Why Schools Chancellor David Banks removed Manhattan education council member behind controversial trans athlete resolution

Schools Chancellor David Banks
Schools Chancellor David Banks
Credit: Ed Reed/Mayoral Photography Office.

Schools Chancellor David Banks took the unusual step Friday of giving two parent members the boot from their local community education councils (CECs) for violating departmental policies.

One of the expelled parents was Maud Maron, a member of Manhattan’s Community Education Council (CEC) 2, who was ousted based on a complaint filed under a rule called Chancellor’s Regulation D-210, which prohibits misconduct, harassment and discrimination. Maron had previously introduced and supported a resolution at CEC 2 targeting transgender athletes.

Meanwhile, Tajh Sutton, president of CEC 14 in Brooklyn, was kicked out of her position for breaking the state’s Open Meetings Law. amNewYork Metro reached out to both Maron and Sutton for comment, but did not hear back.

“It is a sad day when New York City Public Schools is compelled to take the actions I have ordered today, but the violations committed by these two individuals have made them unfit to serve in these roles,” Banks said in a June 14 statement. “The Office of Family and Community Engagement will continue supporting both councils, including with the prescribed process for filling vacancies and, in the case of CEC 14, holding monthly meetings in compliance with the law.” 

Maron has been the subject of controversy within the district after she introduced Resolution 248, calling for a review of a NYC policy that allows transgender athletes in city schools to compete in girls’ sports.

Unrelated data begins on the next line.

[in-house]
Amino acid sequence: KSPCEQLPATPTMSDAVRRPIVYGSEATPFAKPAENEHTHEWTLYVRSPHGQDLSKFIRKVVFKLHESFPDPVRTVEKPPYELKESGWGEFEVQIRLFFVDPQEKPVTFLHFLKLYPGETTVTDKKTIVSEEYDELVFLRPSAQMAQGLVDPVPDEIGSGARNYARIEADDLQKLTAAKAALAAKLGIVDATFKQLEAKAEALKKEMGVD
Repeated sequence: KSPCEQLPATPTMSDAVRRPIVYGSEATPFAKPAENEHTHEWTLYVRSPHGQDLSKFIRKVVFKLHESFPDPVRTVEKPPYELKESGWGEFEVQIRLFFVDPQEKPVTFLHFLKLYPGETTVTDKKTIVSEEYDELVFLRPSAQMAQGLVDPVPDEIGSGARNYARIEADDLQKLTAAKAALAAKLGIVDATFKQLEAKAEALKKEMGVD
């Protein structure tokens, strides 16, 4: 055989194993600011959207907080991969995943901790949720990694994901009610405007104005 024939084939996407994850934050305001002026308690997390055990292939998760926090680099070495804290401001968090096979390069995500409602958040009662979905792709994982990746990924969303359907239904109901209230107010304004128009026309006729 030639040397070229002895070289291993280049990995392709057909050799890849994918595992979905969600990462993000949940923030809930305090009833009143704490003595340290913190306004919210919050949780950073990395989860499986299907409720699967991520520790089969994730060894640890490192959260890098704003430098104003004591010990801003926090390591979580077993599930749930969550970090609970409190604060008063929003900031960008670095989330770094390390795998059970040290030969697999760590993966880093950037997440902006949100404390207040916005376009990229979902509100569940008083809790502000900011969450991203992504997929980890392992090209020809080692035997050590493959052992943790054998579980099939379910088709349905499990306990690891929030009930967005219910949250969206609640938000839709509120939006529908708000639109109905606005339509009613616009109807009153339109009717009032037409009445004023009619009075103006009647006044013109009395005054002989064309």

Maud MaronMaud Maron Campaign 2021

But sources with the Department of Education noted that the controversial resolution was not the reason for Maron’s removal. District 2 parents have been calling for Maron’s ouster, some even calling her a “far right extremist,” after comments she made criticizing trans students. 

“She was the one actively harming members of our community, and it was the right thing to do to remove her,” Gavin Healy, a member of CEC 2 said.  

On June 12, CEC 2 held a meeting to vote on rescinding Resolution 248 but did not secure enough votes to have it removed. Regardless, Chancellor Banks has repeatedly said the resolution is merely advisory, and he would not make any changes to the existing guidance, which has been on the books since 2019.   

Maron faced further backlash after she made comments in a New York Post article calling a Stuyvesant High School student a “coward” who wrote an anonymous article in the school newspaper criticizing Israel.   

“The byline should read coward instead of anonymous,” Maron said in the Post article. “If you are going to repeat revolting Hamas propaganda and transcribe your ignorance and Jew hatred, put your name to it.”    

According to an article in The 74 in April, the DOE sent a letter to Maron telling her to stop “derogatory” and “offensive” conduct or face removal from her CEC position. 

Meanwhile, Maron and other parents are suing the DOE claiming the stifling of free speech. Sutton — the other ousted CEC member — is also named as a defendant in the lawsuit.      

Violating the Open Meetings Law                              

Sources with the DOE said Sutton allegedly violated New York State’s Open Meetings Law, which establishes requirements for how public bodies must conduct their meetings.

As president of the council, she is alleged to have repeatedly held meetings virtually instead of in-person, as required by the law. 

The ex-CEC president has also promoted and supported school walk-outs that were held after the start of the war in Gaza. 

“We have consistently and repeatedly made it clear that parent leaders must observe high standards of ethics, integrity, and decorum,” Banks said. “Those responsibilities include ensuring that applicable legal requirements are implemented and followed.”